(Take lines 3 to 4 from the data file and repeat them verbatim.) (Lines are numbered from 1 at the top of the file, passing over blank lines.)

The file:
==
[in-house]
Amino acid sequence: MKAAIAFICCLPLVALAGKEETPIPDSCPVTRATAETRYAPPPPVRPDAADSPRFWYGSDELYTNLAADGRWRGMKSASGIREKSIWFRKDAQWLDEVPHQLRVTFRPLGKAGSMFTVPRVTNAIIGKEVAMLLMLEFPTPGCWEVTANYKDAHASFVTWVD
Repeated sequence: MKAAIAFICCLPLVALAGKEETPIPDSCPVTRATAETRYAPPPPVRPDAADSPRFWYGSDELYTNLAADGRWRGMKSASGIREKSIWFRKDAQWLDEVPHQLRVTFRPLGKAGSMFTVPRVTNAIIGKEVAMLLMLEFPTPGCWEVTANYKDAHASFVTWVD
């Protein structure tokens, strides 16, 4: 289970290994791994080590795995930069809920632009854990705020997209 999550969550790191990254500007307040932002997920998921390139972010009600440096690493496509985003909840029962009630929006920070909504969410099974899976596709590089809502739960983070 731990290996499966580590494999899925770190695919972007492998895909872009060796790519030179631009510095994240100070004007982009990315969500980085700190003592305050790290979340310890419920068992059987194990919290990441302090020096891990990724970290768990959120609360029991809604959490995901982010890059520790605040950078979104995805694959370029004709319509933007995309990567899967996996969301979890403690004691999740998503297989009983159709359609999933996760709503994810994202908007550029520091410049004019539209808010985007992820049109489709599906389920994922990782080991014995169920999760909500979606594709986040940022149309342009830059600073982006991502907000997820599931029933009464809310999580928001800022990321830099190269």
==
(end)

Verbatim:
Repeated sequence: MKAAIAFICCLPLVALAGKEETPIPDSCPVTRATAETRYAPPPPVRPDAADSPRFWYGSDELYTNLAADGRWRGMKSASGIREKSIWFRKDAQWLDEVPHQLRVTFRPLGKAGSMFTVPRVTNAIIGKEVAMLLMLEFPTPGCWEVTANYKDAHASFVTWVD
């Protein structure tokens, strides 16, 4: 289970290994791994080590795995930069809920632009854990705020997209 999550969550790191990254500007307040932002997920998921390139972010009600440096690493496509985003909840029962009630929006920070909504969410099974899976596709590089809502739960983070 731990290996499966580590494999899925770190695919972007492998895909872009060796790519030179631009510095994240100070004007982009990315969500980085700190003592305050790290979340310890419920068992059987194990919290990441302090020096891990990724970290768990959120609360029991809604959490995901982010890059520790605040950078979104995805694959370029004709319509933007995309990567899967996996969301979890403690004691999740998503297989009983159709359609999933996760709503994810994202908007550029520091410049004019539209808010985007992820049109489709599906389920994922990782080991014995169920999760909500979606594709986040940022149309342009830059600073982006991502907000997820599931029933009464809310999580928001800022990321830099190269």